Park costs climb again

Project be­gan af­ter tar­like sub­stance dis­cov­ered in 2012

The Observer (Sarnia) - - FRONT PAGE - TYLER KULA

Coun­cil prob­a­bly should been pre­pared.

That’s what Coun. Mike Kelch said at city hall Mon­day about the now $12.8-mil­lion bill for Cen­ten­nial Park soil re­me­di­a­tion and park re­vi­tal­iza­tion, in­clud­ing sep­a­rate but re­lated wa­ter and waste­water in­fra­struc­ture work.

“Typ­i­cally when you are do­ing a re­me­di­a­tion of a piece of prop­erty that has been in­volved in an in­dus­trial use, it’s very com­mon to put about 25 to 35 per cent of your project cost as a con­tin­gency,” said Kelch, re­mind­ing his peers about his four decades ex­pe­ri­ence work­ing in the Chem­i­cal Val­ley.

“That’s be­cause — if you are work­ing on an in­dus­trial site, or in this case an in­dus­trial dump, or both — be­cause it ac­tu­ally was both — you’re go­ing to find stuff that you didn’t know was there.”

He made the pre­dic­tion in 2012, he said, that re­me­di­at­ing lead and as­bestos-con­tam­i­nated soil, af­ter a tar-like sub­stance was found bub­bling up in the water­side park, would be a five-year project cost­ing up­wards of $12 mil­lion.

“I was pretty close on my es­ti­mates though as it turned out,” he said.

The new nearly $13-mil­lion fig­ure com­bines all the ex­penses — in­clud­ing about $400,000 for a new boat ramp and Sar­nia Bay Ma­rina park­ing lot that still needs to be done –— plus an ex­tra $248,000 for fence rentals, se­cu­rity costs and van­dal­ism re­me­di­a­tion, said Marg Misek-Evans, the city’s chief ad­min­is­tra­tor.

True to Kelch’s pre­dic­tion, the project has run into stum­bling block af­ter stum­bling block as con­trac­tors re­moved the con­tam­i­nated soil, capped the re­main­der, and re­shaped the 38-acre park.

That in­cluded fol­low­ing En­vi­ron­ment Min­istry reg­u­la­tions through­out.

Coun­cil should be proud of the progress made, said Coun. Bev MacDougall.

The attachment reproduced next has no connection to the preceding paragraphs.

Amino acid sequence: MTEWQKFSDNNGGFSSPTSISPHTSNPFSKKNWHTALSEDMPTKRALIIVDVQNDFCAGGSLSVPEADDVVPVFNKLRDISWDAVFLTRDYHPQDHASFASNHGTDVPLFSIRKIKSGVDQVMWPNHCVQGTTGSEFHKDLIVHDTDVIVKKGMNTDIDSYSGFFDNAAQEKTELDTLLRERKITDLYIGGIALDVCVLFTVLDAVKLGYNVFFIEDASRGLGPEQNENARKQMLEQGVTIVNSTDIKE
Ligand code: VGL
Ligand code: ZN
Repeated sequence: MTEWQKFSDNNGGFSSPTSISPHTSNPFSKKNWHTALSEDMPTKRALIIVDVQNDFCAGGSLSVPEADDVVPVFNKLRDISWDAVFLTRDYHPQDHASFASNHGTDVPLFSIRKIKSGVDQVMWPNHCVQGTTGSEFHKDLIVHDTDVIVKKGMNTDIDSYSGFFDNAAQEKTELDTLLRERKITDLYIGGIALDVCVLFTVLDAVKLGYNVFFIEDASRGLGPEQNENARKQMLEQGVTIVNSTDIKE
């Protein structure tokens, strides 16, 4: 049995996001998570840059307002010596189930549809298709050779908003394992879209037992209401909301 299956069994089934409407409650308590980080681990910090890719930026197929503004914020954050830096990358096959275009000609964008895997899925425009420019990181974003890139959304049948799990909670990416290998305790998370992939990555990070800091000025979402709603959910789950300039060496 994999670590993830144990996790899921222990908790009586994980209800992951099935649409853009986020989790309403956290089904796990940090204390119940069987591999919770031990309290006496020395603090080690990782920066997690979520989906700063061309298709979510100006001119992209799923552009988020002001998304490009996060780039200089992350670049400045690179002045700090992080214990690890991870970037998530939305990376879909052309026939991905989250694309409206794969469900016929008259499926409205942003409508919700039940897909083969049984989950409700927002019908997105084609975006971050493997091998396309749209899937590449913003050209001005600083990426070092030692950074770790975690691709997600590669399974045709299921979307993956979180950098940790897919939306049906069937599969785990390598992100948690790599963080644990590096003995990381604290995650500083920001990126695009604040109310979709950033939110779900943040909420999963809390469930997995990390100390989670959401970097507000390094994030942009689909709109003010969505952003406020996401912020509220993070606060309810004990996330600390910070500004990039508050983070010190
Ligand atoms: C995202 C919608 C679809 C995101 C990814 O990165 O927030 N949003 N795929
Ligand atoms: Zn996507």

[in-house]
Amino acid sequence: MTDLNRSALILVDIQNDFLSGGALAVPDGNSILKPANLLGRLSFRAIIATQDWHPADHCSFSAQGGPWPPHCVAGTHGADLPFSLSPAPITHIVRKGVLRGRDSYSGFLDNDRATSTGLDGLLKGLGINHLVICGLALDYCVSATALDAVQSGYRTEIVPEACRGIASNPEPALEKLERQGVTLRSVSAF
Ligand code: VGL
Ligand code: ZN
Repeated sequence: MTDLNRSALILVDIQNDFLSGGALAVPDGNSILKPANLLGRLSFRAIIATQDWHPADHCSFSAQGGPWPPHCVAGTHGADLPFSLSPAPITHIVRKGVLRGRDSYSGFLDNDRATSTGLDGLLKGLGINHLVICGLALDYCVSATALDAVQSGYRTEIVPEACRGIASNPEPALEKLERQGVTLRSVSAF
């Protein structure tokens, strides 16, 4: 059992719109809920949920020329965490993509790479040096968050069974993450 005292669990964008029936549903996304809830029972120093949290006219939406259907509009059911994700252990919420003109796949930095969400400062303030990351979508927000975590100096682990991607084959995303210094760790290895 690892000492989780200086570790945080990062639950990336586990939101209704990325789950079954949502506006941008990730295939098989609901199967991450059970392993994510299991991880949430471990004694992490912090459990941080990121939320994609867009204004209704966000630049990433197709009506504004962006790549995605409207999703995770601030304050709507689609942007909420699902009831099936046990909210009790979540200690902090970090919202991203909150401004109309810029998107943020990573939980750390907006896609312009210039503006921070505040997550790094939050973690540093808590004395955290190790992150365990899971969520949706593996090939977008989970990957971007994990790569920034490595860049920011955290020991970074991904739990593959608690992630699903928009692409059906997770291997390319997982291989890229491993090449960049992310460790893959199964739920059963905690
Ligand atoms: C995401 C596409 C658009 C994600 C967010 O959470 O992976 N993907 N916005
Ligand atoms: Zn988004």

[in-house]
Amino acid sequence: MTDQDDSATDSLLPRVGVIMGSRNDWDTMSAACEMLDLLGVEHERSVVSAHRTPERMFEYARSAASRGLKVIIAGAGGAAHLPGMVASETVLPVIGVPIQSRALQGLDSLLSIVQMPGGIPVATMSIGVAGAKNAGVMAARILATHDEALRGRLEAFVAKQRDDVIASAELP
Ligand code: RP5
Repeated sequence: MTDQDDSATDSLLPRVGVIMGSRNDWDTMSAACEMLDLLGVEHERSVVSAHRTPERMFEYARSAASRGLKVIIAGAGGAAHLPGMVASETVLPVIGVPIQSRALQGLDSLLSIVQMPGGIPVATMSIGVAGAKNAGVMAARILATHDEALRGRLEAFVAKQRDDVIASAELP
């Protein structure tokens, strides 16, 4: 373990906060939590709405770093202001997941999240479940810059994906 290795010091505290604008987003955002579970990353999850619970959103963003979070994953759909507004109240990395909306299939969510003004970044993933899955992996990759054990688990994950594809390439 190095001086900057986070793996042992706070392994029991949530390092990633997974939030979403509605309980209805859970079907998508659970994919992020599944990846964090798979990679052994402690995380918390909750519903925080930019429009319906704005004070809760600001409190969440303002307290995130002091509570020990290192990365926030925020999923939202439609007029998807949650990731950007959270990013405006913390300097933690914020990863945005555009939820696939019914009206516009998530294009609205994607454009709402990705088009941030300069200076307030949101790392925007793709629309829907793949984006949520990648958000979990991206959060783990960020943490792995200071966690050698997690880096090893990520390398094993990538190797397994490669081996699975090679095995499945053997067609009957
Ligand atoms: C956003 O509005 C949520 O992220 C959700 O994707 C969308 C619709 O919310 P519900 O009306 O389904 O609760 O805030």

“We have a park now that we can pass onto our chil­dren and grand­chil­dren know­ing that we were re­spon­si­ble to some un­doc­u­mented things that were put in that ground 50 years or more ago,” she said.

The Sar­nia gas­works, pro­duc­ing gas from coal, was lo­cated across from the park at Maxwell and Front streets be­tween 1884 and 1909, and when the city pur­chased the prop­erty to cre­ate a park in the 1960s, there were all kinds of in­dus­trial uses on the wa­ter­front, Coun. Dave Boushy has said.

Mon­day, he and Sar­nia Mayor Mike Bradley were the only ones to vote against more money for the project.

“A lot of evenings I didn’t sleep be­cause that’s a lot of money here, a lot of money,” Boushy said. “I strug­gle with this.”

He linked the cost in­crease with coun­cil’s move last year to re­strict Bradley’s ac­cess at city hall af­ter a work­place in­ves­ti­ga­tion con­cluded he ha­rassed and bul­lied se­nior staff.

“A lot of peo­ple,” Boushy said, say coun­cil’s “big­gest mis­take was for us to ex­clude from de­ci­sion mak­ing over­all the most knowl­edge­able mayor in all On­tario.”

He added “God help the tax­pay­ers of Sar­nia.”

MacDougall, speak­ing af­ter Boushy, said she’s tired of coun­cil­lors us­ing park re­me­di­a­tion as a wedge is­sue.

“I’m ashamed we’ve been us­ing this par­tic­u­lar project as a club to pick up in­ter­mit­tently and club each other over the head with it,” she said, agree­ing with Kelch that if coun­cil erred any­where it was not be­ing re­al­is­tic with the project cost.

“If that was my mis­take, I’m sorry for that,” she said.

“But I am not sorry we cleaned up this park be­cause I have my eye to the fu­ture.”

The new park had its of­fi­cial open­ing in June.

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